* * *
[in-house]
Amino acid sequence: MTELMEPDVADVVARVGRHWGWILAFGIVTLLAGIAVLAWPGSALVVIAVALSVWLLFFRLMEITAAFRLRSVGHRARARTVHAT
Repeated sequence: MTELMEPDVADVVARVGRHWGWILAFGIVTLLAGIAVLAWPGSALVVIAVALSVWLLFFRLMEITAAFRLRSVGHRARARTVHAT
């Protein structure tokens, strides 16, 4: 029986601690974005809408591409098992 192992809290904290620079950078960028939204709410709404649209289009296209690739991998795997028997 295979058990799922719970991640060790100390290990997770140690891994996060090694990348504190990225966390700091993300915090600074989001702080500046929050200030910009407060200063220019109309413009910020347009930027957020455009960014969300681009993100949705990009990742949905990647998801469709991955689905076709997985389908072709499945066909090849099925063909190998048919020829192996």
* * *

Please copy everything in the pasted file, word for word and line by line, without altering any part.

[in-house]
Amino acid sequence: MTELMEPDVADVVARVGRHWGWILAFGIVTLLAGIAVLAWPGSALVVIAVALSVWLLFFRLMEITAAFRLRSVGHRARARTVHAT
Repeated sequence: MTELMEPDVADVVARVGRHWGWILAFGIVTLLAGIAVLAWPGSALVVIAVALSVWLLFFRLMEITAAFRLRSVGHRARARTVHAT
């Protein structure tokens, strides 16, 4: 029986601690974005809408591409098992 192992809290904290620079950078960028939204709410709404649209289009296209690739991998795997028997 295979058990799922719970991640060790100390290990997770140690891994996060090694990348504190990225966390700091993300915090600074989001702080500046929050200030910009407060200063220019109309413009910020347009930027957020455009960014969300681009993100949705990009990742949905990647998801469709991955689905076709997985389908072709499945066909090849099925063909190998048919020829192996």